A Baby on Her Christmas List

BOOK: A Baby on Her Christmas List
10.46Mb size Format: txt, pdf, ePub

Best friends…to parents?

Nurse Georgie Taylor has just one thing on her Christmas list: a baby! But she never expected her best friend, broodingly handsome Dr. Liam MacAllister, to offer to be the father…

Liam’s heart has always been strictly off-limits—a baby is the last thing on his Christmas list! But he’ll do anything to make Georgie happy, and seeing her pregnant with their miracle baby ignites feelings that he just can’t ignore…feelings that could destroy a beautiful friendship—or result in so much more!

Before he'd had a chance to second-guess himself the words were tumbling out. “Georgie, wait. I'll do it.”

Her voice was small and he could hear the pain, and yet deep down there was some hope as she turned to face him. “Do what?”

“I'll be the donor.”

“You?” She wagged her finger—fast. “Oh, no. No. No. No. Not happening.”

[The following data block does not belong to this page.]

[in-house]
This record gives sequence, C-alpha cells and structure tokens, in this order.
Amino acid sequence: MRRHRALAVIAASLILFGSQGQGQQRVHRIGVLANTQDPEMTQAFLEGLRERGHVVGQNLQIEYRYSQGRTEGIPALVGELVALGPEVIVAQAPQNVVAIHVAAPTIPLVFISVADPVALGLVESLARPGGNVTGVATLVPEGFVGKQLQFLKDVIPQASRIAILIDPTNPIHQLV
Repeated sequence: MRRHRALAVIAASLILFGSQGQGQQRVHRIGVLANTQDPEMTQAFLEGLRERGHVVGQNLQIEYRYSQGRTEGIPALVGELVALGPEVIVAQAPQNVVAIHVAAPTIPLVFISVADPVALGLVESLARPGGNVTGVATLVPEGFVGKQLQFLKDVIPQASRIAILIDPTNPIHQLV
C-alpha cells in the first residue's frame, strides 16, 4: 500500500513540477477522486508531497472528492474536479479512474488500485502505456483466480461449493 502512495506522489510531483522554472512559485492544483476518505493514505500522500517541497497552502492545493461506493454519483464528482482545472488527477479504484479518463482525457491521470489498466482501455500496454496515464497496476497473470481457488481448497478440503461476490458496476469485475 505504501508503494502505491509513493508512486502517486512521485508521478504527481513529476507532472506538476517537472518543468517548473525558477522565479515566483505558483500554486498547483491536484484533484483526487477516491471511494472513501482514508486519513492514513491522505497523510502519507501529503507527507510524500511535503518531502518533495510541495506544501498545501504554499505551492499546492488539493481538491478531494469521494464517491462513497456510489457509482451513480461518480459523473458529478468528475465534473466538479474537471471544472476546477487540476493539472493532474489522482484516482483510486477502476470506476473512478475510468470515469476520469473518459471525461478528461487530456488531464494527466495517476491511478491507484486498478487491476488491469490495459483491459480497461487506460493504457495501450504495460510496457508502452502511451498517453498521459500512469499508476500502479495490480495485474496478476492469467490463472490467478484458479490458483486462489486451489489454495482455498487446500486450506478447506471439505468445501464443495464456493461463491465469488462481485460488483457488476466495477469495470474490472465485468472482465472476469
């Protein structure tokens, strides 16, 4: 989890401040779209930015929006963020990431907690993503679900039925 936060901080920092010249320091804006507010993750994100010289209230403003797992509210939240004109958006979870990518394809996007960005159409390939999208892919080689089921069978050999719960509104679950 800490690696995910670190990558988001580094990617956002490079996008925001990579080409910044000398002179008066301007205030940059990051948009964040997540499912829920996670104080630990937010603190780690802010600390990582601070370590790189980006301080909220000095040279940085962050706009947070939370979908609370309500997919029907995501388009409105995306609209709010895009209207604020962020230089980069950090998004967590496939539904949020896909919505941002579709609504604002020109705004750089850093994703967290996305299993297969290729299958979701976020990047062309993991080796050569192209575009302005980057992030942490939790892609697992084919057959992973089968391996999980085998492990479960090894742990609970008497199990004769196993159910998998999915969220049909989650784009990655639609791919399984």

“Unless you have a particular aversion to my DNA? If I was to look objectively I'd say I was pretty okay. I'm a doctor—so not dumb. I'm funny—always a winner.” He pointed to his abs for effect. “And pretty much the most devastatingly good-looking man in town.”

The sarcasm melted away and the laugh was pure Georgie. “Yeah, right. That's objective? Don't get above yourself. For one, you have a slightly crooked nose.”

“Rugby injury—not genetic. Besides, you can hardly see it.”

She cocked her hip to one side as she perused him. “You have particularly broad shoulders.”

“Great for tackling and giving great hugs.”

“On the other hand you do have long legs…” Her voice cracked a little as her gaze scanned his trousers. Her pupils did a funny widening thing. Two red spots appeared on her cheeks. “Ahem…and big feet.”